How Do Our Bodies Know Left From Right?

Our bodies may be (nearly) symmetrical on the outside, but our insides are a different story. Your heart, your stomach and spleen are all on the left side of your body, your liver on the right. But in one in 20,000 people, the sidedness of the organs is reversed.

Does organ symmetry have any effect on overall fitness – and how does your body know the difference? Joe Hanson explains, in an awesome new installment of It's Okay To Be Smart.

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To quote from video

"these people [people with sinus inversus] usually show no negative effects from their reversed innards"

Well... Except for about 25% of people with sinus inversus who have primary ciliary dyskinesia, wherein their cilia don't function properly. This can lead to issues with the lungs and in males to infertility.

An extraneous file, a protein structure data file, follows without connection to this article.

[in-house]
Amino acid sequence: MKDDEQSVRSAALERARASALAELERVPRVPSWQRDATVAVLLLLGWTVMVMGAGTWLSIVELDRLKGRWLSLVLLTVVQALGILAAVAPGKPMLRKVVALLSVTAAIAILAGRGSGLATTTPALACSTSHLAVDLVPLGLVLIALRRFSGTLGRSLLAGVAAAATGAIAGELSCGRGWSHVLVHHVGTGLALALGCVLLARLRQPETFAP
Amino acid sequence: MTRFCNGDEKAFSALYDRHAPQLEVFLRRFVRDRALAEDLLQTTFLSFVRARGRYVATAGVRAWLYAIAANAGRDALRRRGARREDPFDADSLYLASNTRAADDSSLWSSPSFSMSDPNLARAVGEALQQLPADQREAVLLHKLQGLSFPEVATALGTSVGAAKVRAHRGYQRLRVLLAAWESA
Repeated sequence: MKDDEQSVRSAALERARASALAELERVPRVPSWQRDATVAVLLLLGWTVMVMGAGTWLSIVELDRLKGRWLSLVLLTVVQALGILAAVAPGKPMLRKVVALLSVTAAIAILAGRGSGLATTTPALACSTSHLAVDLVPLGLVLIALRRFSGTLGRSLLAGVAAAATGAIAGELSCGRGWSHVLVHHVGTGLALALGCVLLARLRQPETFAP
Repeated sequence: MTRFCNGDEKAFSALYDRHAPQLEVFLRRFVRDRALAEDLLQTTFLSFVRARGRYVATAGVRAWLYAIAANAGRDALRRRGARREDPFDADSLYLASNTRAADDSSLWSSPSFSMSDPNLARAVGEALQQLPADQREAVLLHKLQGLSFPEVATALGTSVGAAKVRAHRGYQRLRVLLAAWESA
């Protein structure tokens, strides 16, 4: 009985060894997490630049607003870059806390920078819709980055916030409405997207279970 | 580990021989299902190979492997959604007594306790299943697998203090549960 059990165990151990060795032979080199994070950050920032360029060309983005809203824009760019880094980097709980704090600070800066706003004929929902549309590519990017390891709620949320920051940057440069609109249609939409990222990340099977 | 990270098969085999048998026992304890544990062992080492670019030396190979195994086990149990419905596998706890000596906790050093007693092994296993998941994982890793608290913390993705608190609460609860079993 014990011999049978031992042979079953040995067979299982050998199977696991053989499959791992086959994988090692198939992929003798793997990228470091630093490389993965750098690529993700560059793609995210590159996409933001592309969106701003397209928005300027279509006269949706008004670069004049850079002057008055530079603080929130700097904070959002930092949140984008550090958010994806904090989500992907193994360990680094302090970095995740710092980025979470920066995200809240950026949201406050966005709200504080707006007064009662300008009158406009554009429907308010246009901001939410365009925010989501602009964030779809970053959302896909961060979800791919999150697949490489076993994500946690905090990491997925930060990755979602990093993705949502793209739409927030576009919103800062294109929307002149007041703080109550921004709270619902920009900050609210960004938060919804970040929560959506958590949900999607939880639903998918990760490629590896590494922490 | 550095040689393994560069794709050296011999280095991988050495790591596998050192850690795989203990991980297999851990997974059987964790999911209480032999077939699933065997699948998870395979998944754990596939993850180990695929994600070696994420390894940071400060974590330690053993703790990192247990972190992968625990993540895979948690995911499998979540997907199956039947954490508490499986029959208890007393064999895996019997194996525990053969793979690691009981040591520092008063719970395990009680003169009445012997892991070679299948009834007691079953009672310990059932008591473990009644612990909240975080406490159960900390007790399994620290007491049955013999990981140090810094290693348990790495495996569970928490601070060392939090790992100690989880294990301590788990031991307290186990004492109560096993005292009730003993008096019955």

Also "symmetry existing because it's attractive" only works for animals that see each other when they mate. That's not the case for some animals that are symmetrical such as tuna and sardines which just spawn in the ocean and see what happens. If there's an underlying reason behind external symmetry, it's more likely due to symmetrical organ systems (particularly muscles) functioning more efficiently than asymmetrical organ systems.